The vehicle is a “special utility vehicle” according to EPA standards. So is the PT Cruiser for that matter. As car standards become ever more onerous, expect more and more clever techniques for gaining the benefits of light-truck EPA status.

  • avatar

    the ’10 may not be a “real” SUV but it’s surely not a wagon … I’ve driven wagons for much of the past 20 yrs.+ and rejected the ’10 OB out of hand when I test drove it as too much of an SUV-like hulk. I bought an ’09 Outback, a real wagon.

    Call the ’10 a CUV, SUV, POS, or whatever, but it’s no wagon.

    cheers …

  • avatar
    Jonathan Gregory


    Thankfully, crow is not on my menu.

  • avatar

    MT’s COTY award is the Pulitzer of new car accolades. The Cadillac of questionable judgment.

  • avatar

    But seriously, we need to take all these “car of the year” and “employee of the month” awards with a grain of salt; Remember that in the 80s, both the excremental Renault Alliance and the K-car won KOTY awards, and many believe they are seriously rigged.

    Yeah yeah, and Hitler was Time’s Man of the Year once too. However, in the defense of the K Car, for what it was, which wasn’t much, and for the time it existed (a time when a California special Corvette thumped out nearly 200 HP and flew down the 1/4 mile in a blazing 8.5 secs) it was a pretty good car and a decent value at the time. Many people forget that Chrysler invented the 10yr/100k mile warranty around this time to peddle its Krap so that was thrown as part of the COTY as well.

    You’re right bout MotorTrend though. I’ve always found it to be more of a commericial enterprise that leans more to what Joe Average customer would buy, not dream of.

  • avatar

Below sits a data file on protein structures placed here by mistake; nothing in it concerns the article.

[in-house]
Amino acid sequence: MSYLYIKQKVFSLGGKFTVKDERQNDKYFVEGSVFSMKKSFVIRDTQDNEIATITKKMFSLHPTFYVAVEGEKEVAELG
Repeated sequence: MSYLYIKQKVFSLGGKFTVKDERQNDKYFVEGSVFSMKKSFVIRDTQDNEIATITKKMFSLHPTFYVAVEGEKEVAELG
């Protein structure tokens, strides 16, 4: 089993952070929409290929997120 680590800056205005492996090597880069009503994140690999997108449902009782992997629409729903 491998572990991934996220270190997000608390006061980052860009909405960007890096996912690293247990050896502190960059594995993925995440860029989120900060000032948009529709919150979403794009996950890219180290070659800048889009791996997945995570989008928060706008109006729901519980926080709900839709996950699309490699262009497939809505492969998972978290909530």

Years ago I read Motor Trend demanded of companies that wanted to have a vehicle considered for “X of the Year” some payback such as free loaner cars in the event they won. Anyone know if this is still the case?

  • avatar

    50Merc: Autoweek busted MT in the late 80s for that COTY blackmail. Perks, junkets, ad pages, loaners, etc. whoever un-assed the most free stuff got the prize. Scum bags.

    It matters not to me any longer whether they still do that.I have never trusted the rag ever since. Shameful. They used to be my favorite from the time I was 10 years old.

    Delorean23: I think you’re mistaken about the 10/10 on the K Car warranty. Chrysler had 5/50,000 miles in the 60s and went to 7/70,000 at some point in the late 90s. Hyundai is the only one that has ever used 10/10 IIRC.

  • avatar

    sad that a company that (at one time, anyway) prided itself on it’s differences now is foisting vehicles on us that are very much like everything else out there. I miss the Brat! Heck, at least the four-door trucklet they sold a few years back had some character. Now, they just look like rolling blobs…much like just about every other SUV on the road…

  • avatar

    I own a 2008 last generation Subaru Legacy. Here’s what the UK’s Independent newspaper said about the new Legacy wagon this past weekend (don’t think they would award it anything, and the author John Simister used to be a regular in CAR mag):

    “Like estate cars wearing Mondeo or Insignia badges, the Legacy now needs to be berthed rather than merely parked.

    And it is, frankly, ugly. Yes, aesthetics are partly subjective, but slab sides, overblown wheel arches and a generic nose design – whose droopy sculpting and smiley front grille could have come from any lesser-known manufacturer – do not make for a handsome car. It’s true that handsome cars are harder to make nowadays, given the strictures of safety standards. But with the Legacy it seems the designers just could not remember what it was they were designing. And no one stood back and said: ‘That looks wrong.’

    Harsh words? Maybe. The tragedy is that the Legacy does have a positive design legacy. The outgoing version was the first of the breed to be a genuinely good-looking car, a machine which might tempt buyers away from an Audi on aesthetic as well as technical grounds.”

    Yup. I suspected MT of being a bribable outfit in 1962 when I was still in high school. Car of the year indeed. Never read MT since except in waiting rooms.

  • avatar

    I have to think their decision to make Shamu…sorry…the Caprice COTY has to hang over their heads like a noose. Then again (and I’m too lazy to look it up right now), I think the only other cars to choose from (domestic) were the 4-door versions of the Cutlass Supreme/Grand Prix/Lumina and the Dodge Spirit.

    I don’t think an award should have been handed out that year…

    More Motor Trend funny business: